Rash, impetuous, hasty, careless — snap judgments conjure up a troubling list of negatives. But Tipping Point author Malcolm Gladwell, aware that the flip side of a snap judgment is a brilliant intuitive act, set out to discover what underlies our gut decisions, exploring when we can (and should) trust them even whether we can learn to make good ones. From recognizing a brilliant French horn soloist to avoiding another Amadou Diallo shooting, he offers surprising insights into the power of the unconscious to get it right.
Blink is about the first two seconds of looking–the decisive glance that knows in an instant. Gladwell, the best-selling author of “The Tipping Point”, campaigns for snap judgments and mind reading with a gift for translating research into splendid storytelling. Building his case with scenes from a marriage, heart attack triage, speed dating, choking on the golf course, selling cars, and military maneuvers, he persuades readers to think small and focus on the meaning of “thin slices” of behavior. The key is to rely on our “adaptive unconscious”–a 24/7 mental valet–that provides us with instant and sophisticated information to warn of danger, read a stranger, or react to a new idea.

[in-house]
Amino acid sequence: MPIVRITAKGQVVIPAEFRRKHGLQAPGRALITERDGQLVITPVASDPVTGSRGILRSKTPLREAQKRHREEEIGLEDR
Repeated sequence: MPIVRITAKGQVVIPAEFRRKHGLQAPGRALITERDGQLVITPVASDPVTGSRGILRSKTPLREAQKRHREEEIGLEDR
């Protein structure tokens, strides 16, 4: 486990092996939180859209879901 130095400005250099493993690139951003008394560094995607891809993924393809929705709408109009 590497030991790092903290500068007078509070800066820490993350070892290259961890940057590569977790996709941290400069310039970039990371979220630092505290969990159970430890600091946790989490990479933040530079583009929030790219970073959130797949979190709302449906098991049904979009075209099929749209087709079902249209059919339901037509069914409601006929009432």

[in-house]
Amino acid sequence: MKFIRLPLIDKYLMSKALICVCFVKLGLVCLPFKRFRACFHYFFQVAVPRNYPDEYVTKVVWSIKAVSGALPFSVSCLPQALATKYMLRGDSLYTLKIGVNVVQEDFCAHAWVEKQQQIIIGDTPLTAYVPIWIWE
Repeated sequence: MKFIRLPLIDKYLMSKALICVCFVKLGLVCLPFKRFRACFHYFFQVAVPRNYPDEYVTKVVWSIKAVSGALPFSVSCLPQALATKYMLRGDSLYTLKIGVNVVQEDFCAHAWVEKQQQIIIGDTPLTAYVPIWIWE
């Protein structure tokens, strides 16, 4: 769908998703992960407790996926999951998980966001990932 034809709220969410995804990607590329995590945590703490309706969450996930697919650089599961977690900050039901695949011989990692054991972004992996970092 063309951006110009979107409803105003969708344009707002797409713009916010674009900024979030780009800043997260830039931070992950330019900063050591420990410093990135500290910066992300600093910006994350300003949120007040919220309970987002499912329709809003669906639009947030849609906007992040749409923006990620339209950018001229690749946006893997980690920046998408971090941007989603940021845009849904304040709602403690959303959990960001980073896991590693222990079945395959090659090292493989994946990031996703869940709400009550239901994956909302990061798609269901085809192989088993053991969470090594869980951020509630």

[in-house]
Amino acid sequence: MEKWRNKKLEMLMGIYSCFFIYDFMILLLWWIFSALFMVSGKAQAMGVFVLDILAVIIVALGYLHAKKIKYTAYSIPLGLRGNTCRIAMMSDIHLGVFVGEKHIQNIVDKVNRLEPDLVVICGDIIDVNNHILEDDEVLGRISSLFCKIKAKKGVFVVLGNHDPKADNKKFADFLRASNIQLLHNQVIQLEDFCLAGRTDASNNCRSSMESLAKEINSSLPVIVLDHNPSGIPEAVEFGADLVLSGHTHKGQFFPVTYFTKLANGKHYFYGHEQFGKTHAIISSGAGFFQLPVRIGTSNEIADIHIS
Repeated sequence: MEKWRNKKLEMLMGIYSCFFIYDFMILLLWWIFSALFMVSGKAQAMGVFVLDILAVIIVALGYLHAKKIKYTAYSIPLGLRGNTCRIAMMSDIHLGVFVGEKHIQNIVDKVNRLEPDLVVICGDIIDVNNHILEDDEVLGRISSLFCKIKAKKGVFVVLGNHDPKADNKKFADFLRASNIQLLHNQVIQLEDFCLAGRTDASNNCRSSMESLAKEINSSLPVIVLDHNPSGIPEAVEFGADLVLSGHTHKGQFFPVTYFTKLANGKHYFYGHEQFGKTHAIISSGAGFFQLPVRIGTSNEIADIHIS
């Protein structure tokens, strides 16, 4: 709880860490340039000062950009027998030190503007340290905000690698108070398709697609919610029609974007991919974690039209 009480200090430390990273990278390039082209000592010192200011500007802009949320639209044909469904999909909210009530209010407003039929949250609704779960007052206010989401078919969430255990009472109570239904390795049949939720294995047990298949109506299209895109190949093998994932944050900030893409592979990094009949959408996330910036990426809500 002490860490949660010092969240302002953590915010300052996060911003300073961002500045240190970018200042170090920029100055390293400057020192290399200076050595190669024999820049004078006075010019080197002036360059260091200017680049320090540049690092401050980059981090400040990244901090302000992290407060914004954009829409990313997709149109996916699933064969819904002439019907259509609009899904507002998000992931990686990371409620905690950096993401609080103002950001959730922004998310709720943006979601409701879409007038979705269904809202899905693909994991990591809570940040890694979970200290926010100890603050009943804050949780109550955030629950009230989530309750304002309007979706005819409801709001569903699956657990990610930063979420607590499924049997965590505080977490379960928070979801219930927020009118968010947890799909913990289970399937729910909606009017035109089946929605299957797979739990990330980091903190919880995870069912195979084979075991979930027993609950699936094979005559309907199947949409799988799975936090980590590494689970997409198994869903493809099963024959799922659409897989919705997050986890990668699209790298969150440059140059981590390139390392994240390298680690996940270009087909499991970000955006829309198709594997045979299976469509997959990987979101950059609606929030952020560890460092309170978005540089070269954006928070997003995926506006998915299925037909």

Gladwell includes caveats about leaping to conclusions: marketers can manipulate our first impressions, high arousal moments make us “mind blind,” focusing on the wrong cue leaves us vulnerable to “the Warren Harding Effect” (i.e., voting for a handsome but hapless president). In a provocative chapter that exposes the “dark side of blink,” he illuminates the failure of rapid cognition in the tragic stakeout and murder of Amadou Diallo in the Bronx. He underlines studies about autism, facial reading and cardio uptick to urge training that enhances high-stakes decision-making. In this brilliant, cage-rattling book, one can only wish for a thicker slice of Gladwell’s ideas about what Blink Camp might look like. –Barbara Mackoff
Back Bay Books
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